Ophthalmologists Weigh-in on Whether or Not Your Headaches are Due to Eye Problems

amsurg_physician.jpgMuscle fatigue can be incredibly painful, especially when it comes to your eyes. Too many hours in front of a computer screen, tablet, smartphone, or e-reader can cause digital eye strain and even ocular migraine headaches.

Research shows that many people spend more time on electronic devices than they do sleeping. The average person spends 8 hours and 41 minutes looking at electronics, which is 20 minutes more than an average night of sleep. No wonder we are complaining about dry eye, muscle tension, eye fatigue, and neck and back pain. These are the side effects of digital eye strain or computer vision syndrome, a group of conditions that result from prolonged exposure to high frequency light waves emitted by digital devices.

drtaylor.jpgOphthalmologists are noticing an increase in patients complaining about digital eye strain. YourSightMatters Medical Director Jeff Taylor, M.D., of The Eye Surgery Center of Paducah, in Kentucky, admits that many of his patients experience this condition. “I definitely see a lot of this computer vision syndrome with headaches, blurred vision and eyes burning in the 40-50 age groups,” said Dr. Taylor.  “It has become a big problem. Having refractive error corrected definitely will cut down on eye strain, although it will not eliminate it when a patient spends multiple hours per day using a computer or other electronic device.”

In our increasingly “portable” society, our electronics allow us to work, surf the internet, check email or read a book at any time and at any location. This constant visual exposure can lead to heightened attention and staring that slows reflex blinking and leads to dry eyes and surface irritation. David P. Rowell, M.D., of Salem Laser and Surgery Center in Salem, Oregon, said, “There is concern that all digital screens emit blue light, or high-energy visible light. Researchers are trying to determine if the blue light from our digital devices should be avoided to prevent damage to our visual system.”

rowell.jpgIf you are experiencing frequent headaches during your workday, you may be one of many Americans who spend over eight hours per day using electronics. Digital eye strain could be the source of your problem, or you could have a refractive error such as:

  • Astigmatism, in which the cornea is not properly shaped and requires you to squint in order to focus your vision
  • Hyperopia, or long-sightedness
  • Presbyopia, a condition in which the lens has become hard and inflexible with age, making it difficult to focus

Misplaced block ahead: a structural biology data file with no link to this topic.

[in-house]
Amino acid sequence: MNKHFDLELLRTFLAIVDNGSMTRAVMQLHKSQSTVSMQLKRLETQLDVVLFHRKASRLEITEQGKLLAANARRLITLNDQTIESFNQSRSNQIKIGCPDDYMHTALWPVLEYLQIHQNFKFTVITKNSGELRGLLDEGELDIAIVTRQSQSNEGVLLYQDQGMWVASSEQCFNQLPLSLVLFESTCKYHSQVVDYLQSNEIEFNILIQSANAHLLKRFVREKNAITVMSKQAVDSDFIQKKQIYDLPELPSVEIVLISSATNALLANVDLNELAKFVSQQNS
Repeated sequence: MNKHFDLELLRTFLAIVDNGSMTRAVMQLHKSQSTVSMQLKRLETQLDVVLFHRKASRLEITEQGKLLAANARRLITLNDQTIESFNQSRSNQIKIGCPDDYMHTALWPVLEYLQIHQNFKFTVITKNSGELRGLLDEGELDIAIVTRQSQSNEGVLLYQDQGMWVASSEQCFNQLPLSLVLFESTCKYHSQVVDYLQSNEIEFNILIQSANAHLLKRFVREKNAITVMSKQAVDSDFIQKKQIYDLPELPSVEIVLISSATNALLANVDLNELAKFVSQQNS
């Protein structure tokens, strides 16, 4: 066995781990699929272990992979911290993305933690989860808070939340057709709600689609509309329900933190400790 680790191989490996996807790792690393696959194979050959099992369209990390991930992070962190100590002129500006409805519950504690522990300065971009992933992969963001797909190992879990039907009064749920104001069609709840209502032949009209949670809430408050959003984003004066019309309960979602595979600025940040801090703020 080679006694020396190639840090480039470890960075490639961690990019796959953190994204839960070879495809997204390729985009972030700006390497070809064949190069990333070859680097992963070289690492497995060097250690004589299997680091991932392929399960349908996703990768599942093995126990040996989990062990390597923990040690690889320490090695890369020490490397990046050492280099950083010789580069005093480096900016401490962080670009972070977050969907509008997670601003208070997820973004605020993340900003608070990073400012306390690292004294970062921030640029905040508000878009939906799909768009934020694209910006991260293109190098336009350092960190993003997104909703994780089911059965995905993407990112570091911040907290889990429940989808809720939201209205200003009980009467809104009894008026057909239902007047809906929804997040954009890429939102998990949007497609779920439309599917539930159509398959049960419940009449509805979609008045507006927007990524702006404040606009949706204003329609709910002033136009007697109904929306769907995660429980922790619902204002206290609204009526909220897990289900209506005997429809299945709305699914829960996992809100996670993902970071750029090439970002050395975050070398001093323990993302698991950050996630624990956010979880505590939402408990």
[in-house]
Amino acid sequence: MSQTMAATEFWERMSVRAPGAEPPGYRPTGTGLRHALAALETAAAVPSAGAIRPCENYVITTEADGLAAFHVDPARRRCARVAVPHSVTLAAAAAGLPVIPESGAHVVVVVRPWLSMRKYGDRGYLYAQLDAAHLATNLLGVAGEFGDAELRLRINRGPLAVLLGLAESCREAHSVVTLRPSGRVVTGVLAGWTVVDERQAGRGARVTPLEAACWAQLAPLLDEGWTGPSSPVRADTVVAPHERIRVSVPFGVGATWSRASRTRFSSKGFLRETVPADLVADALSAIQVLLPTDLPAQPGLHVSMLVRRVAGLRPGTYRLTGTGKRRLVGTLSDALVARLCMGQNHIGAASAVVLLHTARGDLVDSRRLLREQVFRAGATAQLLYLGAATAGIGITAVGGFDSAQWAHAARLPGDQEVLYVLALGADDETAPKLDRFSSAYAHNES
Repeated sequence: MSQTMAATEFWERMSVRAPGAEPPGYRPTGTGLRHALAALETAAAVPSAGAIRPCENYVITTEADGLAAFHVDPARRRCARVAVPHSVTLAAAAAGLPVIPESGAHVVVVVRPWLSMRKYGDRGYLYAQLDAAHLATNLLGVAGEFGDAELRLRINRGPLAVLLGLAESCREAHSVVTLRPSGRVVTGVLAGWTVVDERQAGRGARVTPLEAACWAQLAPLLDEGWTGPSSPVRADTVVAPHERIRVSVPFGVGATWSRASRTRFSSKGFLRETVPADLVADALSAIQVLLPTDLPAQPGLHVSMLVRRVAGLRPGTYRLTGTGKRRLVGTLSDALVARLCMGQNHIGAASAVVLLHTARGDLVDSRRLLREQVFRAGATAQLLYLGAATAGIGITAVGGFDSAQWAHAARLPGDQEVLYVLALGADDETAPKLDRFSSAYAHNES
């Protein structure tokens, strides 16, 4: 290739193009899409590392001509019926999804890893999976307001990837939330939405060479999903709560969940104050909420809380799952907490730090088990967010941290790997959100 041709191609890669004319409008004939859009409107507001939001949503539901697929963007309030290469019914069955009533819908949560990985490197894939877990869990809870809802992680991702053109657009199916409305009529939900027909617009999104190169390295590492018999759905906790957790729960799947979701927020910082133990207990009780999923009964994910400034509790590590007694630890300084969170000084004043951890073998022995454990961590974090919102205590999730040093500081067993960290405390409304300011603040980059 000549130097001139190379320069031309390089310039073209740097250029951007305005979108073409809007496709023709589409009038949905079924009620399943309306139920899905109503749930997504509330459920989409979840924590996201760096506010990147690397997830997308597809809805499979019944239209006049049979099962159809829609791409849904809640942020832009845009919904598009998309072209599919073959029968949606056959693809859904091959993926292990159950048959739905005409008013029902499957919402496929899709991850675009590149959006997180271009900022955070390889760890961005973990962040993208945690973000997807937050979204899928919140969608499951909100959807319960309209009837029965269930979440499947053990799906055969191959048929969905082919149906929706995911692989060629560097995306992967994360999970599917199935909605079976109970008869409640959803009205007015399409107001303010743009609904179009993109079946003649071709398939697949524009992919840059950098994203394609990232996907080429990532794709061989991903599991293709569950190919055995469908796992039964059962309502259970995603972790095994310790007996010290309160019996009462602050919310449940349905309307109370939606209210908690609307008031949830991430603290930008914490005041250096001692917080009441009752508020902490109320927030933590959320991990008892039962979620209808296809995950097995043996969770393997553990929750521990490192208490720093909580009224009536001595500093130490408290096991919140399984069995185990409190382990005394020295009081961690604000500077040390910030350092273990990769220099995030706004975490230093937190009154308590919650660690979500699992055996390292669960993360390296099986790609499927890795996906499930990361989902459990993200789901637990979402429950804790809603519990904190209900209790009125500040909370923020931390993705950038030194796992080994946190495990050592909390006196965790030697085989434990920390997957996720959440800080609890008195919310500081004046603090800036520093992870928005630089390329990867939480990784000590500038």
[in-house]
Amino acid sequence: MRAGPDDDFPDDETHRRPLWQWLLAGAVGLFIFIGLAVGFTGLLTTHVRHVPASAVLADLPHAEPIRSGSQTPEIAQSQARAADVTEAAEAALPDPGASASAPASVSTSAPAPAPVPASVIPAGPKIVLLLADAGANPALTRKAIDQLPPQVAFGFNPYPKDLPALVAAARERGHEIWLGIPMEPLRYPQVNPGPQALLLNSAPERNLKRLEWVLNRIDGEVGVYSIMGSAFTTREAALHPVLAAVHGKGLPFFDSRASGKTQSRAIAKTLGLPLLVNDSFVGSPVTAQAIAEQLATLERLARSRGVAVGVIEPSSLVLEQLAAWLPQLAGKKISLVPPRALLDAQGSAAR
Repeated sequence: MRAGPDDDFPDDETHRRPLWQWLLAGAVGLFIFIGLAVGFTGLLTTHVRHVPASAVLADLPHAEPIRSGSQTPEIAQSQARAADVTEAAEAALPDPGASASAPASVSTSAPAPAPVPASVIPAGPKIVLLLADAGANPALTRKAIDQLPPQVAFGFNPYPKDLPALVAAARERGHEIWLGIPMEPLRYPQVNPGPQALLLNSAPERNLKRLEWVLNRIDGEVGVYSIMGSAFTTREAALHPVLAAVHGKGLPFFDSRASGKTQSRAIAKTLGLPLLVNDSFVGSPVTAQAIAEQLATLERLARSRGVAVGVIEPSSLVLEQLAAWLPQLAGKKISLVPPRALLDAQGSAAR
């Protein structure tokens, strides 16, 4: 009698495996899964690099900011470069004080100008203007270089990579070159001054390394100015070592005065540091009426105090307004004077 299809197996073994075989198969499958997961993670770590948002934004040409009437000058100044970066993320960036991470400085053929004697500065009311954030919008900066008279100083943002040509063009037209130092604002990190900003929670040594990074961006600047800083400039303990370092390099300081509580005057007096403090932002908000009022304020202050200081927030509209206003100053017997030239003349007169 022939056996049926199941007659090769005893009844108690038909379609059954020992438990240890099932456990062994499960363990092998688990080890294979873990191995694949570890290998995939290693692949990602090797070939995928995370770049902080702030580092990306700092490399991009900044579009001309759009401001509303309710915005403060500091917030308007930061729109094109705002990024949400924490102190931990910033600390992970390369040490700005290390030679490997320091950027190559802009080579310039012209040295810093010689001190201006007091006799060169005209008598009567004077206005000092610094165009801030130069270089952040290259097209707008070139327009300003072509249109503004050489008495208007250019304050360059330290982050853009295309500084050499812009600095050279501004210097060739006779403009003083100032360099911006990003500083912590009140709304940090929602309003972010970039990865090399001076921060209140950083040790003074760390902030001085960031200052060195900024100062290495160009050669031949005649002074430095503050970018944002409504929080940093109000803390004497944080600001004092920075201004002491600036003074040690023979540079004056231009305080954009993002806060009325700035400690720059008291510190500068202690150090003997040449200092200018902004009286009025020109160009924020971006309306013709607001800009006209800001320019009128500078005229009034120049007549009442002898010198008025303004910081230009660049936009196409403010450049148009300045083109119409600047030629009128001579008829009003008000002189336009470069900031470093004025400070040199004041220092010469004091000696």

A comprehensive eye exam will help determine the cause of ocular stress and tension headaches, and your ophthalmologist can test your eyes for refractive errors, focusing problems and degenerative eye diseases like glaucoma and cataracts. It is even possible to detect conditions such as high blood pressure, diabetes or high cholesterol in a comprehensive eye exam.

If you get a clean bill of health at your comprehensive eye exam but continue to have headaches, you are probably spending too many hours in front of the screens. Timothy Ehlen, M.D., of Minneapolis Eye Center, says that taking regular breaks is imperative in preventing computer vision syndrome. “Remember the 20-20-20 rule: Every 20 minutes, take a 20-second break and look at something at least 20 feet away,” said Dr. Ehlen. “This allows your eyes to rest, refocus and blink at a normal rate. When we stare at digital screens for an extended period of time, our blink rate decreases and this can cause stress-related headaches.”

drehlen.jpgCall your ophthalmologist to see if it’s time to schedule an appointment for a comprehensive eye exam. Maybe you need a slight adjustment in your prescription, or possibly it’s time to get your first pair of bifocals. It could also be that you have established some bad habits that are taking their toll on your eye health, and your ophthalmologist can assist you in making some changes. Here are a few suggestions to get you started:

  • Take at least three breaks per hour when working on electronic devices. Walk around, get a drink of water, or even close your eyes for a few moments. Your entire body needs a break, and not just your eyes.
  • Blink more often than you think is necessary. Use re-wetting drops if your eyes feel dry.
  • If you wear contact lenses, keep an extra case and bottle of solution at your desk so you can remove your contacts if your eyes feel dry. Keep a spare pair of eyeglasses at work so you can give your eyes a break on long days.
  • Try adjusting the height and slant of your computer screen to reduce glare.
  • Adjust the lighting in your office. Light that is too bright or too dim could cause eye strain and headaches.
  • When you come home from work, make a commitment to limit use of electronic devices. You’ll have more time for conversation, recreation and relaxation if you just put away your phone for a while.

If you are suffering from headaches or are seeking a qualified ophthalmologist for your eye care, please contact one of our YourSightMatters partners below, or use our Find a Physician locator tool to find a specialist in your area.

Dr. Jeff Taylor in Paducah, Ky.
Dr. David P. Rowell in Salem, Ore.
Dr. Timothy Ehlen in Golden Valley, Minn.